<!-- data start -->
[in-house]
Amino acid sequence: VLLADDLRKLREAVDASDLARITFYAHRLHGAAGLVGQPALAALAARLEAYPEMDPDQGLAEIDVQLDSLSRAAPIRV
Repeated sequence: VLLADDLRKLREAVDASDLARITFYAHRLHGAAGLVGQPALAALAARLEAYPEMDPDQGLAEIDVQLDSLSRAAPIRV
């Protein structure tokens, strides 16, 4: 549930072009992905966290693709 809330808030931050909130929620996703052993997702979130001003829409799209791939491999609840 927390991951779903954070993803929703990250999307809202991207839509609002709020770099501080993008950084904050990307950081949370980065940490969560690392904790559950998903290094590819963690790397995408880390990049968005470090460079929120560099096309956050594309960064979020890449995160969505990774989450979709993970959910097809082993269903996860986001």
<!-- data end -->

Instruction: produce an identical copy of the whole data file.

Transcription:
[in-house]
Amino acid sequence: VLLADDLRKLREAVDASDLARITFYAHRLHGAAGLVGQPALAALAARLEAYPEMDPDQGLAEIDVQLDSLSRAAPIRV
Repeated sequence: VLLADDLRKLREAVDASDLARITFYAHRLHGAAGLVGQPALAALAARLEAYPEMDPDQGLAEIDVQLDSLSRAAPIRV
């Protein structure tokens, strides 16, 4: 549930072009992905966290693709 809330808030931050909130929620996703052993997702979130001003829409799209791939491999609840 927390991951779903954070993803929703990250999307809202991207839509609002709020770099501080993008950084904050990307950081949370980065940490969560690392904790559950998903290094590819963690790397995408880390990049968005470090460079929120560099096309956050594309960064979020890449995160969505990774989450979709993970959910097809082993269903996860986001």